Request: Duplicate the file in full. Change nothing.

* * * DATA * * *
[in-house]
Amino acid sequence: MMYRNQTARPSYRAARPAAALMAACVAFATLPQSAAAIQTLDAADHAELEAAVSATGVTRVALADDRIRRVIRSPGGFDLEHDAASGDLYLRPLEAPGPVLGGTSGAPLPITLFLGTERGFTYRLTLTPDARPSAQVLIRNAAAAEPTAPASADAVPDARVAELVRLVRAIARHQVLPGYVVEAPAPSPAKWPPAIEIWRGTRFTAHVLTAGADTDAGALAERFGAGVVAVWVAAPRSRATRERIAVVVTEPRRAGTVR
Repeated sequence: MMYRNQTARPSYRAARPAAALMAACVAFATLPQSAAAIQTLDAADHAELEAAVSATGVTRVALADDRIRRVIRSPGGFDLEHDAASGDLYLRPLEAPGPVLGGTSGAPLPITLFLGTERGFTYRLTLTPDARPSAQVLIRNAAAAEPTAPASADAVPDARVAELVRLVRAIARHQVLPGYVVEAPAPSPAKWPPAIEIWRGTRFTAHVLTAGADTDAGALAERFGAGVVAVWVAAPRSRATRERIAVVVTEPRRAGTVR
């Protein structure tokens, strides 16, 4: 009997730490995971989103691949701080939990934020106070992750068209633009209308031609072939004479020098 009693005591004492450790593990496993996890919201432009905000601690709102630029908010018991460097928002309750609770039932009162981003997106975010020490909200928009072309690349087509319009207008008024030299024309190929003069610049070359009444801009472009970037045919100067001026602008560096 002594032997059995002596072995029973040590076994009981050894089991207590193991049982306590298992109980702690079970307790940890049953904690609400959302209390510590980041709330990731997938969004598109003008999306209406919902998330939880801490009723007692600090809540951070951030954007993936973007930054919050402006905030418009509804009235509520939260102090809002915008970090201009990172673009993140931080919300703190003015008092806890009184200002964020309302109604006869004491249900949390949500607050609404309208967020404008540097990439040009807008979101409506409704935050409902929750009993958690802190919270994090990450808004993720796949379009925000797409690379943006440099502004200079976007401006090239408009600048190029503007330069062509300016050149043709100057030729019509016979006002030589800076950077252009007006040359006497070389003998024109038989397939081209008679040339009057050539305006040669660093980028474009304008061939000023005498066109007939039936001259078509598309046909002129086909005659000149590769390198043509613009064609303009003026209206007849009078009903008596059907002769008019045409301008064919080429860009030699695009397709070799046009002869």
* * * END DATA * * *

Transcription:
[in-house]
Amino acid sequence: MMYRNQTARPSYRAARPAAALMAACVAFATLPQSAAAIQTLDAADHAELEAAVSATGVTRVALADDRIRRVIRSPGGFDLEHDAASGDLYLRPLEAPGPVLGGTSGAPLPITLFLGTERGFTYRLTLTPDARPSAQVLIRNAAAAEPTAPASADAVPDARVAELVRLVRAIARHQVLPGYVVEAPAPSPAKWPPAIEIWRGTRFTAHVLTAGADTDAGALAERFGAGVVAVWVAAPRSRATRERIAVVVTEPRRAGTVR
Repeated sequence: MMYRNQTARPSYRAARPAAALMAACVAFATLPQSAAAIQTLDAADHAELEAAVSATGVTRVALADDRIRRVIRSPGGFDLEHDAASGDLYLRPLEAPGPVLGGTSGAPLPITLFLGTERGFTYRLTLTPDARPSAQVLIRNAAAAEPTAPASADAVPDARVAELVRLVRAIARHQVLPGYVVEAPAPSPAKWPPAIEIWRGTRFTAHVLTAGADTDAGALAERFGAGVVAVWVAAPRSRATRERIAVVVTEPRRAGTVR
């Protein structure tokens, strides 16, 4: 009997730490995971989103691949701080939990934020106070992750068209633009209308031609072939004479020098 009693005591004492450790593990496993996890919201432009905000601690709102630029908010018991460097928002309750609770039932009162981003997106975010020490909200928009072309690349087509319009207008008024030299024309190929003069610049070359009444801009472009970037045919100067001026602008560096 002594032997059995002596072995029973040590076994009981050894089991207590193991049982306590298992109980702690079970307790940890049953904690609400959302209390510590980041709330990731997938969004598109003008999306209406919902998330939880801490009723007692600090809540951070951030954007993936973007930054919050402006905030418009509804009235509520939260102090809002915008970090201009990172673009993140931080919300703190003015008092806890009184200002964020309302109604006869004491249900949390949500607050609404309208967020404008540097990439040009807008979101409506409704935050409902929750009993958690802190919270994090990450808004993720796949379009925000797409690379943006440099502004200079976007401006090239408009600048190029503007330069062509300016050149043709100057030729019509016979006002030589800076950077252009007006040359006497070389003998024109038989397939081209008679040339009057050539305006040669660093980028474009304008061939000023005498066109007939039936001259078509598309046909002129086909005659000149590769390198043509613009064609303009003026209206007849009078009903008596059907002769008019045409301008064919080429860009030699695009397709070799046009002869």